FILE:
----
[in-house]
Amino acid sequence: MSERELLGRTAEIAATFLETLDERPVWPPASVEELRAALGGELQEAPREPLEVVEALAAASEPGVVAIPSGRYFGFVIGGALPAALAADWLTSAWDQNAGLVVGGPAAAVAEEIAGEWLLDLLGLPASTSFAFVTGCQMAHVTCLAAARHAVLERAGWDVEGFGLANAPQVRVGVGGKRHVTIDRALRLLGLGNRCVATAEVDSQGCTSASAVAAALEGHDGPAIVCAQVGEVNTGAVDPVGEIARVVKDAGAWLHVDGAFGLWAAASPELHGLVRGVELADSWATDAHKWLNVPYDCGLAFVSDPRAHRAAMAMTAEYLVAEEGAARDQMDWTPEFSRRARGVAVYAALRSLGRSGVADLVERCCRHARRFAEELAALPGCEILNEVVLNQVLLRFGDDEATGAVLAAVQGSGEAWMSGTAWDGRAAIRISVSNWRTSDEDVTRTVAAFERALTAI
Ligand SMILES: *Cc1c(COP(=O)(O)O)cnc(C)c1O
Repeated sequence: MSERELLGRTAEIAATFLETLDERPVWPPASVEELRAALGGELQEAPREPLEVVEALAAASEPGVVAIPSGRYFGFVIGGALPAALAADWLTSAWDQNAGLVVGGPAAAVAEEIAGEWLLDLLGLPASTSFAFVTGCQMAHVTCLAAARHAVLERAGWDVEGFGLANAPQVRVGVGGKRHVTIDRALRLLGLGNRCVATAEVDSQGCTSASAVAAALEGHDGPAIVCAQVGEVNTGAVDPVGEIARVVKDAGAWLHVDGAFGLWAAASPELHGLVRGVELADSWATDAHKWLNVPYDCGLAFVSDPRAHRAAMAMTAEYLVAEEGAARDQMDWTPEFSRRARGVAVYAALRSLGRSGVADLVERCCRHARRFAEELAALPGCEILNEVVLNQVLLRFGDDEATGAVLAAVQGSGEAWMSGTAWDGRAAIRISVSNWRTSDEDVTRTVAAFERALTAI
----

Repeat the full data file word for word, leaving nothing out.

[in-house]
Amino acid sequence: MSERELLGRTAEIAATFLETLDERPVWPPASVEELRAALGGELQEAPREPLEVVEALAAASEPGVVAIPSGRYFGFVIGGALPAALAADWLTSAWDQNAGLVVGGPAAAVAEEIAGEWLLDLLGLPASTSFAFVTGCQMAHVTCLAAARHAVLERAGWDVEGFGLANAPQVRVGVGGKRHVTIDRALRLLGLGNRCVATAEVDSQGCTSASAVAAALEGHDGPAIVCAQVGEVNTGAVDPVGEIARVVKDAGAWLHVDGAFGLWAAASPELHGLVRGVELADSWATDAHKWLNVPYDCGLAFVSDPRAHRAAMAMTAEYLVAEEGAARDQMDWTPEFSRRARGVAVYAALRSLGRSGVADLVERCCRHARRFAEELAALPGCEILNEVVLNQVLLRFGDDEATGAVLAAVQGSGEAWMSGTAWDGRAAIRISVSNWRTSDEDVTRTVAAFERALTAI
Ligand SMILES: *Cc1c(COP(=O)(O)O)cnc(C)c1O
Repeated sequence: MSERELLGRTAEIAATFLETLDERPVWPPASVEELRAALGGELQEAPREPLEVVEALAAASEPGVVAIPSGRYFGFVIGGALPAALAADWLTSAWDQNAGLVVGGPAAAVAEEIAGEWLLDLLGLPASTSFAFVTGCQMAHVTCLAAARHAVLERAGWDVEGFGLANAPQVRVGVGGKRHVTIDRALRLLGLGNRCVATAEVDSQGCTSASAVAAALEGHDGPAIVCAQVGEVNTGAVDPVGEIARVVKDAGAWLHVDGAFGLWAAASPELHGLVRGVELADSWATDAHKWLNVPYDCGLAFVSDPRAHRAAMAMTAEYLVAEEGAARDQMDWTPEFSRRARGVAVYAALRSLGRSGVADLVERCCRHARRFAEELAALPGCEILNEVVLNQVLLRFGDDEATGAVLAAVQGSGEAWMSGTAWDGRAAIRISVSNWRTSDEDVTRTVAAFERALTAI